Stacked Porcelain Vases as a Pillar, 2017. Crédito_ Courtesy of Ai Weiwei Studio y Corpartes.
Stacked Porcelain Vases as a Pillar, 2017. Crédito_Courtesy of Ai Weiwei Studio and CorpArtes.

In two interventions, the urban trace ends up being determinant. First, the exhibition at CorpArtes’ esplanade with the bicycles installation “Forever” (2015) that is made with over 1,000 bicycles linked together. This is a sort of a radial emergence that interrupts the environment constructive calm. Second, at the National Archive of Chile, since May, one of his last installations can be seen. Safe Passage (2016) is composed with hundreds of life vests used equally, representing the number of refugees. Until a short time ago, the vests covered the patrimonial building pillars.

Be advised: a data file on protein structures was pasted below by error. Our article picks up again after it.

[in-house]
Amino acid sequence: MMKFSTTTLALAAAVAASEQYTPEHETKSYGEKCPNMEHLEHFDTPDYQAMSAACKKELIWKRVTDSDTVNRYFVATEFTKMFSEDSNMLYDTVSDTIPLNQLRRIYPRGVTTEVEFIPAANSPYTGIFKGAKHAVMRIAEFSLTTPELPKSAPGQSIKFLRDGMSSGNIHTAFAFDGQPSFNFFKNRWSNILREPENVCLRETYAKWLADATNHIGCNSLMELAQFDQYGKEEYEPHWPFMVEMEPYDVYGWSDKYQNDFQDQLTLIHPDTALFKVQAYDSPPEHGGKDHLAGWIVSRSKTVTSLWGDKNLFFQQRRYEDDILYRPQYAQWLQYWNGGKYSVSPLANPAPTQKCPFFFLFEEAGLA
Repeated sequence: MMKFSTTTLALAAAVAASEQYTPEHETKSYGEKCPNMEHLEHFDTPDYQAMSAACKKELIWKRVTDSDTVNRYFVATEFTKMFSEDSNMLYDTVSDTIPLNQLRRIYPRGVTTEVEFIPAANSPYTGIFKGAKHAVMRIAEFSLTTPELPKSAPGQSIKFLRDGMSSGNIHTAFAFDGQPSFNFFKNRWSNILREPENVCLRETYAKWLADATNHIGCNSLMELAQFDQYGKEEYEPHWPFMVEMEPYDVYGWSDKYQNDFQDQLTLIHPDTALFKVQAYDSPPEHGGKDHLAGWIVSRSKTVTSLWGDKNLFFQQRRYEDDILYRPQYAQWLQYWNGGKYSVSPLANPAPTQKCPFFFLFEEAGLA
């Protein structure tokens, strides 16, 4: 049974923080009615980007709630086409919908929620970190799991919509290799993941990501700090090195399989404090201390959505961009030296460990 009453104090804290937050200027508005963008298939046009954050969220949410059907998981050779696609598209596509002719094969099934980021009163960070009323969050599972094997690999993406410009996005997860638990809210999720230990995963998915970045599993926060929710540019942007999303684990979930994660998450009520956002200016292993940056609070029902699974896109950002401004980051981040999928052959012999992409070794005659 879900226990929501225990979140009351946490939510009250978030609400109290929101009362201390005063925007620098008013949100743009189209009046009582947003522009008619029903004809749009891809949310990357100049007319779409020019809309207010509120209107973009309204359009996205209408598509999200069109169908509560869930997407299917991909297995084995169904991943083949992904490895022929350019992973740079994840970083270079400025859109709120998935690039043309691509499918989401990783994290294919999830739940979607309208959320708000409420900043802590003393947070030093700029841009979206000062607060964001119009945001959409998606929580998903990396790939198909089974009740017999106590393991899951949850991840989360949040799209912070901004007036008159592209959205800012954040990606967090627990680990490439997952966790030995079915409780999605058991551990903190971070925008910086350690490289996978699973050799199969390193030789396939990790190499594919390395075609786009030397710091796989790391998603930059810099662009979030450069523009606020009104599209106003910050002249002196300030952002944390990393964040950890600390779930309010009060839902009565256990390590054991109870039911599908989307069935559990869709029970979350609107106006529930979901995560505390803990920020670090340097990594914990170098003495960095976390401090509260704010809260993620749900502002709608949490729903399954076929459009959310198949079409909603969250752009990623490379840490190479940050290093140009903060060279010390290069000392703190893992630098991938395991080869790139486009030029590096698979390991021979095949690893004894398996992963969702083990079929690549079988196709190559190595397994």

Therefore, Inoculation is a unique exhibition and Ai Weiwei shows us his visual maturity, versatility and verisimilitude expressed in a sensitive perspective full with humanity, but also with his incalculable artistic dimension, which is illustrated not only in these artworks that transcend the author, but also in his eloquent phrase that is a result of his artistic clarity. The artist states that “art always wins. Anything can happen to me, but art will survive.”

Taifeng, 2015. Cortesía de Corpartes.
Taifeng, 2015. Courtesy of Ai Weiwei Studio and CorpArtes

Cover image: Dropping a Han Dynasty Urn, 2015. Crédito_Courtesy of Ai Weiwei and CorpArtes.